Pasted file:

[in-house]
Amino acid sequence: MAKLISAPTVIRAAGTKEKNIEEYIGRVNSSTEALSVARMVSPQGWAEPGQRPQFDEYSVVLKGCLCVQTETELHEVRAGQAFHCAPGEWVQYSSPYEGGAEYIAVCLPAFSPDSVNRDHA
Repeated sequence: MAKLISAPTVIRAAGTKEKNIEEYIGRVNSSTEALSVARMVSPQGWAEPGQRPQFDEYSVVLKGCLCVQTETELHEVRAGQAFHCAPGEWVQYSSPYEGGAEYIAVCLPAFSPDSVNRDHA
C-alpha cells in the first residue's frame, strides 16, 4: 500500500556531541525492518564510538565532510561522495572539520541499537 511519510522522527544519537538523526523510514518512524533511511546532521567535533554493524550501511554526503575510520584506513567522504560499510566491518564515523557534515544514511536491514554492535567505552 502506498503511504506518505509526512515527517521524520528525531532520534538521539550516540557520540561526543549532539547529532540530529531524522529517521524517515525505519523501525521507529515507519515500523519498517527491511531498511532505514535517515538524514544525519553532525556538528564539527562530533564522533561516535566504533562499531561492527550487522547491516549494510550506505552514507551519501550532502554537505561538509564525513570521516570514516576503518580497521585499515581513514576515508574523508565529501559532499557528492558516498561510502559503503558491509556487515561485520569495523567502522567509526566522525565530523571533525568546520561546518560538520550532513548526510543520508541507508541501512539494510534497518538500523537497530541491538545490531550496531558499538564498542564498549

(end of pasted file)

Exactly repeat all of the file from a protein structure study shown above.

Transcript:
[in-house]
Amino acid sequence: MAKLISAPTVIRAAGTKEKNIEEYIGRVNSSTEALSVARMVSPQGWAEPGQRPQFDEYSVVLKGCLCVQTETELHEVRAGQAFHCAPGEWVQYSSPYEGGAEYIAVCLPAFSPDSVNRDHA
Repeated sequence: MAKLISAPTVIRAAGTKEKNIEEYIGRVNSSTEALSVARMVSPQGWAEPGQRPQFDEYSVVLKGCLCVQTETELHEVRAGQAFHCAPGEWVQYSSPYEGGAEYIAVCLPAFSPDSVNRDHA
C-alpha cells in the first residue's frame, strides 16, 4: 500500500556531541525492518564510538565532510561522495572539520541499537 511519510522522527544519537538523526523510514518512524533511511546532521567535533554493524550501511554526503575510520584506513567522504560499510566491518564515523557534515544514511536491514554492535567505552 502506498503511504506518505509526512515527517521524520528525531532520534538521539550516540557520540561526543549532539547529532540530529531524522529517521524517515525505519523501525521507529515507519515500523519498517527491511531498511532505514535517515538524514544525519553532525556538528564539527562530533564522533561516535566504533562499531561492527550487522547491516549494510550506505552514507551519501550532502554537505561538509564525513570521516570514516576503518580497521585499515581513514576515508574523508565529501559532499557528492558516498561510502559503503558491509556487515561485520569495523567502522567509526566522525565530523571533525568546520561546518560538520550532513548526510543520508541507508541501512539494510534497518538500523537497530541491538545490531550496531558499538564498542564498549